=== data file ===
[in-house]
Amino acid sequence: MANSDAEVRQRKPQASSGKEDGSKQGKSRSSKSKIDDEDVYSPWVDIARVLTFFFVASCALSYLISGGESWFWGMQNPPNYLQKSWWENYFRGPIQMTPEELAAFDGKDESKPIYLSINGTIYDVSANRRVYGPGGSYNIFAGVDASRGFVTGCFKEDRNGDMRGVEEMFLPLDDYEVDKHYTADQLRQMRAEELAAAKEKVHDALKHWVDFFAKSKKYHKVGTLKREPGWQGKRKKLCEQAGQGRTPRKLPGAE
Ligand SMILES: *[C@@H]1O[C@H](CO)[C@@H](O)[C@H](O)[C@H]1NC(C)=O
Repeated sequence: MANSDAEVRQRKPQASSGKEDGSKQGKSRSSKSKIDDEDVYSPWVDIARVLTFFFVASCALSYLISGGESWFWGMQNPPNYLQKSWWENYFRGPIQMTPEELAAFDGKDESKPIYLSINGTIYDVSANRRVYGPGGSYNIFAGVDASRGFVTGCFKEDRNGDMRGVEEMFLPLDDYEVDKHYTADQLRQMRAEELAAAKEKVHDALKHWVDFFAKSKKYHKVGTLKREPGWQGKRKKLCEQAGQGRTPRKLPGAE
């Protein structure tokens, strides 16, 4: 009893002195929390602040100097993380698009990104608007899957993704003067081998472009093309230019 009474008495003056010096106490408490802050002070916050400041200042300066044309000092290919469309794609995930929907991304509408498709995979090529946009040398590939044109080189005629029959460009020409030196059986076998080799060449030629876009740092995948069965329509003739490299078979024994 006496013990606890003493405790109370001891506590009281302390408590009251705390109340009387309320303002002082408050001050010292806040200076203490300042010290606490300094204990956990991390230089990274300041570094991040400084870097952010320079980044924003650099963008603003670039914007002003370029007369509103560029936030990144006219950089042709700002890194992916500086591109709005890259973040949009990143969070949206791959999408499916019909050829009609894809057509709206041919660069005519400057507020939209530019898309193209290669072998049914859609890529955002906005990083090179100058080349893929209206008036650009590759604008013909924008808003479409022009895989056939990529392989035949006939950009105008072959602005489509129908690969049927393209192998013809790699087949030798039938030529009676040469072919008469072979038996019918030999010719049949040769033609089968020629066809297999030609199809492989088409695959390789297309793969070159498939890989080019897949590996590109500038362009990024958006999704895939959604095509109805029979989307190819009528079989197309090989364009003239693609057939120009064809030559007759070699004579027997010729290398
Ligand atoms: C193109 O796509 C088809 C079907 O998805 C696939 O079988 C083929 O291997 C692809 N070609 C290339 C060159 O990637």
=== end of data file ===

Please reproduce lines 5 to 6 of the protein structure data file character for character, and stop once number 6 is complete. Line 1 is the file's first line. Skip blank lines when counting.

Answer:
């Protein structure tokens, strides 16, 4: 009893002195929390602040100097993380698009990104608007899957993704003067081998472009093309230019 009474008495003056010096106490408490802050002070916050400041200042300066044309000092290919469309794609995930929907991304509408498709995979090529946009040398590939044109080189005629029959460009020409030196059986076998080799060449030629876009740092995948069965329509003739490299078979024994 006496013990606890003493405790109370001891506590009281302390408590009251705390109340009387309320303002002082408050001050010292806040200076203490300042010290606490300094204990956990991390230089990274300041570094991040400084870097952010320079980044924003650099963008603003670039914007002003370029007369509103560029936030990144006219950089042709700002890194992916500086591109709005890259973040949009990143969070949206791959999408499916019909050829009609894809057509709206041919660069005519400057507020939209530019898309193209290669072998049914859609890529955002906005990083090179100058080349893929209206008036650009590759604008013909924008808003479409022009895989056939990529392989035949006939950009105008072959602005489509129908690969049927393209192998013809790699087949030798039938030529009676040469072919008469072979038996019918030999010719049949040769033609089968020629066809297999030609199809492989088409695959390789297309793969070159498939890989080019897949590996590109500038362009990024958006999704895939959604095509109805029979989307190819009528079989197309090989364009003239693609057939120009064809030559007759070699004579027997010729290398
Ligand atoms: C193109 O796509 C088809 C079907 O998805 C696939 O079988 C083929 O291997 C692809 N070609 C290339 C060159 O990637």